the nation: Disclosing party economic policies
Economic policies rarely determine election results. Economic conditions
however are an important determinant. The frequent loss of elections
by incumbent governing parties has been the recurrent inability
of regimes to solve burning economic problems.
issues, particularly those relating to language, have played decisive
roles in determining elections in the past. Elections have seldom
been won or lost on the basis of economic policies. Nevertheless,
the Marga Institute's effort to get the main political parties to
a series of telecasts to discuss their policies is commendable.
We hope these programmes would add clarity to party policies. Three
aspects of the Marga programme require special mention. The political
parties that are appearing on this programme are given the questions
in advance. Therefore specific and clear answers are expected. No
party has a right to say that they are not in a position to discuss
details. Second, the questions are tailor-made for the particular
party and meant to clarify their policies in the light of their
past statements and performance.
they focus on a broad spectrum of issues such as devolution of power,
constitutional and administrative reforms, good governance, electoral
reforms, law and order, elimination of corruption, peace, national
harmony and developing a Sri Lankan identity. And most important,
the economic policies of the main parties.
the economic issues the UNF is expected to respond to the question
what new plans and strategies they propose to add to the Regaining
Sri Lanka programme to accelerate economic growth to 10 per cent
when the six year projection only leads to 7 per cent by 2006. They
are expected to explain how their development strategy that depends
on an increasing inflow of foreign investment, is expected to increase
inflows from US $ 82 million in 2001 to US $ 329 million in 2006.
Given the dependence on foreign investment, the UNF is being asked
how they will ensure that foreign enterprises and multinationals
will not become too powerful and dominant in the national economy,
dictate policy and act without concern for national interests?
does the UNF propose to increase productivity in small-scale peasant
agriculture and how the transport problem in the country that has
reached unmanageable proportions would be solved. They are asked
to respond to the critique that its strategy has uncritically accepted
the World Bank prescriptions for a market driven economy and that
its policy package is pro-rich, despite the claims of the poverty
reduction strategy (PRS). The low level of taxation, the recent
amendments to labour laws, the reduction of subsidies and the spate
of privatisations are all seen as reinforcing this view. What is
the UNF's response to this popular criticism?
UNF will be asked how far they intend to take the programme of privatization?
How will it affect the responsibility the public sector assumed
up to now in providing free health care and education? How does
the UNF propose to expand tertiary education? Would the UNF protect
the right to free university education an issue that today agitates
the large mass of the student population? The health care system
which did very well in dealing with child and maternal health and
communicable diseases does not appear to be adequately equipped
and adjusted to deal with the changing needs of morbidity.
poor and underprivileged are suffering. What are the health sector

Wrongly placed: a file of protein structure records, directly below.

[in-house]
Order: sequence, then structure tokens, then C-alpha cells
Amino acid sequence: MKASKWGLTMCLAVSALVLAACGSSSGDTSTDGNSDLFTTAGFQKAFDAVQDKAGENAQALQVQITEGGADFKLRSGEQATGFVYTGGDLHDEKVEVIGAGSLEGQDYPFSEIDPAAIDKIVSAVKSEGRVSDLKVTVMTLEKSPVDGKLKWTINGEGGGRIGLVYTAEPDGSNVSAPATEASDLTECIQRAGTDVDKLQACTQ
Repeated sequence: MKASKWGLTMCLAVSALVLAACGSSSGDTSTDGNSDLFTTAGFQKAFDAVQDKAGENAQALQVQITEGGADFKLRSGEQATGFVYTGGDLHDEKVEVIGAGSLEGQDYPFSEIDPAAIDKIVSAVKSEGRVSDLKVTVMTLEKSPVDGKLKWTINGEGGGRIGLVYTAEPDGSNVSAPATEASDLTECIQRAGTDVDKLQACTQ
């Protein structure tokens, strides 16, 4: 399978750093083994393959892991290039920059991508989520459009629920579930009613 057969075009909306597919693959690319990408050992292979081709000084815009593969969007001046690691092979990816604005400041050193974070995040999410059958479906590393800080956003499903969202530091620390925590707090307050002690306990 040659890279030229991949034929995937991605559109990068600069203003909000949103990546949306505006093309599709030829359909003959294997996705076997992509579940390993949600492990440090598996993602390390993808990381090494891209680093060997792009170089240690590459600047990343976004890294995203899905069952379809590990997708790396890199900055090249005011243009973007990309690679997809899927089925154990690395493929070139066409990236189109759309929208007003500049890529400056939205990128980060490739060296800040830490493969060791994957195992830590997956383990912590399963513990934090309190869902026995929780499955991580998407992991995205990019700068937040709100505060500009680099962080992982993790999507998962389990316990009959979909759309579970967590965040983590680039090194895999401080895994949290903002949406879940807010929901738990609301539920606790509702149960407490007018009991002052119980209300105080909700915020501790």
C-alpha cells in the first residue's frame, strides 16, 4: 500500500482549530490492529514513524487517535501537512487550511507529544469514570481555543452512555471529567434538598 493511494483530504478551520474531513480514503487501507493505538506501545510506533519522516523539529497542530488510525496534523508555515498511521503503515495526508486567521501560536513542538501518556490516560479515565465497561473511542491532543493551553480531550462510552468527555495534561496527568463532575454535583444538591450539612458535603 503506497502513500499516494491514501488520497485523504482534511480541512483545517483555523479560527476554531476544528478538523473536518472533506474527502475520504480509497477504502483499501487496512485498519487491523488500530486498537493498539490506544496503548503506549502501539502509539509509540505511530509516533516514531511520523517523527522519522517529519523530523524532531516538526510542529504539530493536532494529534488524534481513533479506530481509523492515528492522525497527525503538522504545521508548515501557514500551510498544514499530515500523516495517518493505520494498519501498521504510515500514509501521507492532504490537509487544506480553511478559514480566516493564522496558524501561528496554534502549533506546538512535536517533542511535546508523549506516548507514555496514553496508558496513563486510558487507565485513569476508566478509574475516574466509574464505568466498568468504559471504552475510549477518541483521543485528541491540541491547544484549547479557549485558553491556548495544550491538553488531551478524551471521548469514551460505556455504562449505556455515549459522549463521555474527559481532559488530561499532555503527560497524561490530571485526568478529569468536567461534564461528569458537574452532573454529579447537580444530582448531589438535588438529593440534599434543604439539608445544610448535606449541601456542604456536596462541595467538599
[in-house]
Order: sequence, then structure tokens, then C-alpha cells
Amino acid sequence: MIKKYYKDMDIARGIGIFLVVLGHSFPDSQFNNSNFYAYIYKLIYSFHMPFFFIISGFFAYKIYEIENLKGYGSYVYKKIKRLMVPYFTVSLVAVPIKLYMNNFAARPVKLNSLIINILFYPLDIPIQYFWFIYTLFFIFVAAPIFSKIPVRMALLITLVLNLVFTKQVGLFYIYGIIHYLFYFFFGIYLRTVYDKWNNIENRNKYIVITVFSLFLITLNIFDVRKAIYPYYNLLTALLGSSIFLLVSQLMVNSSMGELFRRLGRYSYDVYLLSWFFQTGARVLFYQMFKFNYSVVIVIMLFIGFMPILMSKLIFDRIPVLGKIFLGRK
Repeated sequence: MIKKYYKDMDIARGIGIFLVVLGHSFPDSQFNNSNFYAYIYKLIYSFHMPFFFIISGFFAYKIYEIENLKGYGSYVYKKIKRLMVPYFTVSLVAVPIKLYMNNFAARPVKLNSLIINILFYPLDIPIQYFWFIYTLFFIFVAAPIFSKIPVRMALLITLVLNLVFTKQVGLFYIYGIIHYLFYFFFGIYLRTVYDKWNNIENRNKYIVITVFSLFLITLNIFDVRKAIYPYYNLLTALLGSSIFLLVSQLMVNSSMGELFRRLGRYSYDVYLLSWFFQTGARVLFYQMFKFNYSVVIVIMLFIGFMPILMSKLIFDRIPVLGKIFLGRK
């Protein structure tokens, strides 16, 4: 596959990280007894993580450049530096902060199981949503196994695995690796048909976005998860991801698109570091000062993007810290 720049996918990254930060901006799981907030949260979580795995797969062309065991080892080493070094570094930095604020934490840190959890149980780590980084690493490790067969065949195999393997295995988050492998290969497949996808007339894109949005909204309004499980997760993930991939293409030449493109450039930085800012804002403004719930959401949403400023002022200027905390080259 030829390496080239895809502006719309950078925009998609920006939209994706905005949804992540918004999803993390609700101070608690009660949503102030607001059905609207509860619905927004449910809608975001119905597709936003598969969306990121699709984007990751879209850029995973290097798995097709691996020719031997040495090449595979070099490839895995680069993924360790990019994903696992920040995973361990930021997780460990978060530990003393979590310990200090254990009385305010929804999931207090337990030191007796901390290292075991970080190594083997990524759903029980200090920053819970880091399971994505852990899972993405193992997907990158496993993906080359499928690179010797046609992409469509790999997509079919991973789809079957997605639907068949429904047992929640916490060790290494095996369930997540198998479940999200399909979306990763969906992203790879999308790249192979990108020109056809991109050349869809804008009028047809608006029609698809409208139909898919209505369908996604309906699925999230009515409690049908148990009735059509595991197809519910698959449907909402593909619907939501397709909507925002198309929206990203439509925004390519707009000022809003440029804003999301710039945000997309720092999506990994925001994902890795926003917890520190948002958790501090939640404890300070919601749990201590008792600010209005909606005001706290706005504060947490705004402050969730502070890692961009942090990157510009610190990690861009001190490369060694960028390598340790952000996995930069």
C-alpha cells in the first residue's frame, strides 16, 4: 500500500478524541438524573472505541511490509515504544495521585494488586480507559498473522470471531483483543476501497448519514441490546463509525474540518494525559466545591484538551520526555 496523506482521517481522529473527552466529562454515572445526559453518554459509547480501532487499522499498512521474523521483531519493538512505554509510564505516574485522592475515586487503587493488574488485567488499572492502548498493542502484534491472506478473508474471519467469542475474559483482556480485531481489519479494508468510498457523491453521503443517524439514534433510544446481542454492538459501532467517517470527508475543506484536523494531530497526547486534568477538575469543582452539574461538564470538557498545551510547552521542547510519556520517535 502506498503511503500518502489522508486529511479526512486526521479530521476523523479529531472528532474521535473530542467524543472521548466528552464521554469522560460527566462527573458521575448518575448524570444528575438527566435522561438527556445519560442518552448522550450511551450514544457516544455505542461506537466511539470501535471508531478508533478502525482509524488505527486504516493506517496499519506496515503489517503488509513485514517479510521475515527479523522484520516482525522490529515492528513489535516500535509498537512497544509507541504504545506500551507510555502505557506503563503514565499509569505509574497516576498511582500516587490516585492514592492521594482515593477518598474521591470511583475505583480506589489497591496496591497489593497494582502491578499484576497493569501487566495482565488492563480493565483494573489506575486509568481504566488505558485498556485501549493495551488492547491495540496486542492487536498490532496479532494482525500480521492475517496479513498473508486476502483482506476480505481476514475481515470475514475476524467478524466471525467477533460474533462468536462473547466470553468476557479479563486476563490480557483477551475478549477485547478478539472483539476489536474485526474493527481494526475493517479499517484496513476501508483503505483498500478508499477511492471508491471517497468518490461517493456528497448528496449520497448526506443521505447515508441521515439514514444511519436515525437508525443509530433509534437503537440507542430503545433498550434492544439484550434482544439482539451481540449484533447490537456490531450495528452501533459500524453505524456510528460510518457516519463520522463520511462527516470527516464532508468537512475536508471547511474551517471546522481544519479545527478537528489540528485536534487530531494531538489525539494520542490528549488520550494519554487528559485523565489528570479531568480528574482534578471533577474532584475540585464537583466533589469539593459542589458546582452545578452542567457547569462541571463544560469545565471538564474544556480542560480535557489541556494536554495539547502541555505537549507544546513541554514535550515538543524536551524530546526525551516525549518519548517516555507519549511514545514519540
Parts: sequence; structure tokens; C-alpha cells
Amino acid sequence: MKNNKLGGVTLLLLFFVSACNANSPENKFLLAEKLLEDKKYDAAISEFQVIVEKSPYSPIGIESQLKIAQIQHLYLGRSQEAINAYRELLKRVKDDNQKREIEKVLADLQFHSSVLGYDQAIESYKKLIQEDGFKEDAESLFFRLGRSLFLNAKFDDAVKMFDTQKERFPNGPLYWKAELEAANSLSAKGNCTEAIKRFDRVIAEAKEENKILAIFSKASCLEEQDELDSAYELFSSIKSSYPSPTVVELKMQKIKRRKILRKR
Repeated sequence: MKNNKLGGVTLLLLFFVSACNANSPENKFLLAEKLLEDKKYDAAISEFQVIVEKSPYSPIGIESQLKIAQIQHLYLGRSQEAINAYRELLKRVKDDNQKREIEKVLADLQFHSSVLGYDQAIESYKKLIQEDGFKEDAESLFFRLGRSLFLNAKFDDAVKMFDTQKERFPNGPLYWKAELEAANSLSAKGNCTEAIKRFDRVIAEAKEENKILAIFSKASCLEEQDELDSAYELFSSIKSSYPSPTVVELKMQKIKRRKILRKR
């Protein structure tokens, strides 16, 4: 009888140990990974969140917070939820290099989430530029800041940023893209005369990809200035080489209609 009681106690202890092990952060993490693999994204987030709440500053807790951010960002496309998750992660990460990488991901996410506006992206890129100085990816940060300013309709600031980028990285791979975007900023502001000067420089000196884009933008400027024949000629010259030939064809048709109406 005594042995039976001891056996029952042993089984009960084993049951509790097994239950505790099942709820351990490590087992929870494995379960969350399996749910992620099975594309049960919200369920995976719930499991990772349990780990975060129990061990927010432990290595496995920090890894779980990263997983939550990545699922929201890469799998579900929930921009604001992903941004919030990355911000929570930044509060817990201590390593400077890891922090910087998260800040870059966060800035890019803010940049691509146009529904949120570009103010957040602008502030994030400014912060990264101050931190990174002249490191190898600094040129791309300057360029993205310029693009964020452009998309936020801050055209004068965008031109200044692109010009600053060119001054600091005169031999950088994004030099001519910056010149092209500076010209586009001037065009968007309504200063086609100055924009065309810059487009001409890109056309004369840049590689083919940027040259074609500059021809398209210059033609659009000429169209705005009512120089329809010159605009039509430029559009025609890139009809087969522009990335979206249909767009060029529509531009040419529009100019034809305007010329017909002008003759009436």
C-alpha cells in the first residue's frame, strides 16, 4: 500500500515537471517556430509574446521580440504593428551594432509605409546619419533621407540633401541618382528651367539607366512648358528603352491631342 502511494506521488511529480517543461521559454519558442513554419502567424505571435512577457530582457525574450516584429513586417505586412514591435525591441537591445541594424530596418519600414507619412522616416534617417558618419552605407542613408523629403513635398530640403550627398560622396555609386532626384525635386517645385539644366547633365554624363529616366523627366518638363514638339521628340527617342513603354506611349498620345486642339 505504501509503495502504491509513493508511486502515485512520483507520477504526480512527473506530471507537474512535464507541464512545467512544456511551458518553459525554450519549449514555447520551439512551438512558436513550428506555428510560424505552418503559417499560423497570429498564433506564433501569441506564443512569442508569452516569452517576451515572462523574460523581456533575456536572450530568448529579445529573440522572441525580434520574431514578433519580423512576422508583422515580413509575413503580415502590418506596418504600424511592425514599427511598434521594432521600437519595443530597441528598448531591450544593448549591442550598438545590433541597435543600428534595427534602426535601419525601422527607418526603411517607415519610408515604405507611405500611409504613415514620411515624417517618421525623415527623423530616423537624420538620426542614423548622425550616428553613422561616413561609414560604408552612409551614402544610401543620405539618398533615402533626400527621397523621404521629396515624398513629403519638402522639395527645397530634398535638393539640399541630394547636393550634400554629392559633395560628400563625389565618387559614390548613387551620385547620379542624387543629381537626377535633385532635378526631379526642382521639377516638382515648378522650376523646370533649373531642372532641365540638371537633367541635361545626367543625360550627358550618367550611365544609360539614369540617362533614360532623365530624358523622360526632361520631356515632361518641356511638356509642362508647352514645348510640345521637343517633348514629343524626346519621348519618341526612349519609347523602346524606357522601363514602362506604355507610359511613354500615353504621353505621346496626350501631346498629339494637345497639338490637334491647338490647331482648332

reforms envisaged? The probing questions also deal with the controversial
Samurdhi programme. There is criticism that the selection of Samurdhi
beneficiaries is politicized and as a result that there are a large
number of undeserving beneficiaries while many deserving are left
out. How does the UNF propose to ensure that the benefits of Samurdhi
reach only those who deserve and that there is no political discrimination
in the choice of beneficiaries? At present, it appears that of the
billions allocated for the Samurdhi programme 89 percent is spent
on the administration of the programme and less than 11 percent
reach the beneficiaries.
does the UNF, or indeed any government, propose to ensure that the
delivery costs of the programme are contained so that a greater
share of resources could be distributed amongst the targeted population?
The Freedom Alliance is being asked: Regaining Sri Lanka' contains
a large part of the poverty reduction strategy that the PA Government
developed when it was in power. Do you intend to continue and implement
the strategies you worked out for the poverty reduction strategy
if you are in power?"
UNF government set a higher growth target of 10% which seems to
be necessary for the rapid eradication of poverty as well as the
creation of employment. Will the Alliance aim at a similar target?
Even more important, how would you achieve it? Will the Alliance's
social democratic agenda go beyond giving a human face to the market
economy and re-introduce import controls, state enterprises and
elements of the regulated economy which hampered growth in the pre
are indeed searching questions the answers to which could provide
a much-needed clarification of economic policies. There are however
certainubts that the answers would address the issues in a forthright
manner, partly as the parties may not have thought these out these
issues in detail. Answers may also be vague in order to ensure that
they do not offend any section of the voters. And finally there
is no assurance that the parties would be committed to the answers
once they assume power.
has happened far too often that history may repeat itself. We hope
the telecasts would lead to a greater clarity on economic policies
so that voters may be able to determine their preferences. It is
more likely that the telecasts would confirm the weaknesses in the
economic policies of parties than demonstrate that they have any